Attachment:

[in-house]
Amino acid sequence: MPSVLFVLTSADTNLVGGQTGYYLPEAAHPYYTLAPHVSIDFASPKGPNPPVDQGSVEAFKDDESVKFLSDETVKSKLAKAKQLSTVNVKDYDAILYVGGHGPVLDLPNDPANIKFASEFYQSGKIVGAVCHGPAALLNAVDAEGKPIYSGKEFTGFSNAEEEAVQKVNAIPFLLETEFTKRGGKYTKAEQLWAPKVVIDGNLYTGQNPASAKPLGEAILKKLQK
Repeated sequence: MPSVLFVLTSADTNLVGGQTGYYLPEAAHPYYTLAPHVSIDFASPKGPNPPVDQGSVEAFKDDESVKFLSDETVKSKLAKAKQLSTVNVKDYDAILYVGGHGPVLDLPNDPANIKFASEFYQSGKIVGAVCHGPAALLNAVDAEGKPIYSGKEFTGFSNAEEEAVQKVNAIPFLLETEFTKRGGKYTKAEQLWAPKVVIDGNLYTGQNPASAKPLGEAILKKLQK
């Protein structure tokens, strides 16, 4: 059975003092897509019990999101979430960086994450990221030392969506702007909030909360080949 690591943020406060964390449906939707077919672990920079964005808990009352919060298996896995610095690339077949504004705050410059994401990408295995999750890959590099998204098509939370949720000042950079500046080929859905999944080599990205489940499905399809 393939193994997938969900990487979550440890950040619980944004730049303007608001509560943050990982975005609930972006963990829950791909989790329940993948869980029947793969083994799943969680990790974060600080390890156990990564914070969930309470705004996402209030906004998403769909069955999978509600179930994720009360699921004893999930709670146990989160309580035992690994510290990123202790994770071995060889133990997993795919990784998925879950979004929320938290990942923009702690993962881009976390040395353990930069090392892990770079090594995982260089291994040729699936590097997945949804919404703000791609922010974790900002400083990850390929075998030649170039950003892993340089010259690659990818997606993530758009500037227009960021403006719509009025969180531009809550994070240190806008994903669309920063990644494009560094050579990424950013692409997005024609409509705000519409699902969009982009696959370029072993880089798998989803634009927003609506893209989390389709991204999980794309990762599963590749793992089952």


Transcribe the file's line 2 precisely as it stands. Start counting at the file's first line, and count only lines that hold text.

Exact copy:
Amino acid sequence: MPSVLFVLTSADTNLVGGQTGYYLPEAAHPYYTLAPHVSIDFASPKGPNPPVDQGSVEAFKDDESVKFLSDETVKSKLAKAKQLSTVNVKDYDAILYVGGHGPVLDLPNDPANIKFASEFYQSGKIVGAVCHGPAALLNAVDAEGKPIYSGKEFTGFSNAEEEAVQKVNAIPFLLETEFTKRGGKYTKAEQLWAPKVVIDGNLYTGQNPASAKPLGEAILKKLQK